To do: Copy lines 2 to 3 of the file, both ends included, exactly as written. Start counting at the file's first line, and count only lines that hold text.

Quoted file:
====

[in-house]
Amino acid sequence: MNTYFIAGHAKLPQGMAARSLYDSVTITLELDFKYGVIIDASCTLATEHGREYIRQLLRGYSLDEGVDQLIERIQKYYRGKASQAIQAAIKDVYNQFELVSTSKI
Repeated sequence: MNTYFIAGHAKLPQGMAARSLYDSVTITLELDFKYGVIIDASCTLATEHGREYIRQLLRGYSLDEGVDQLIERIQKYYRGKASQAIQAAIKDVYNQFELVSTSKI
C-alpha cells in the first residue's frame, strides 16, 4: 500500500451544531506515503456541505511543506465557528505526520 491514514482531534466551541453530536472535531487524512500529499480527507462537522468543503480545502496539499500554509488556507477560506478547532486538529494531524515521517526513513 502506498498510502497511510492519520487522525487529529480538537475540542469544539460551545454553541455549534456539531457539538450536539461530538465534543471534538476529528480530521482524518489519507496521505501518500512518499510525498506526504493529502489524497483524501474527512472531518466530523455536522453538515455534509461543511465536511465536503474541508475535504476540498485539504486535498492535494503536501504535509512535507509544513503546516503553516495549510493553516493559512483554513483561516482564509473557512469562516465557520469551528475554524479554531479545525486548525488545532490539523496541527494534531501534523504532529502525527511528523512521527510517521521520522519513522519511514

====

Amino acid sequence: MNTYFIAGHAKLPQGMAARSLYDSVTITLELDFKYGVIIDASCTLATEHGREYIRQLLRGYSLDEGVDQLIERIQKYYRGKASQAIQAAIKDVYNQFELVSTSKI
Repeated sequence: MNTYFIAGHAKLPQGMAARSLYDSVTITLELDFKYGVIIDASCTLATEHGREYIRQLLRGYSLDEGVDQLIERIQKYYRGKASQAIQAAIKDVYNQFELVSTSKI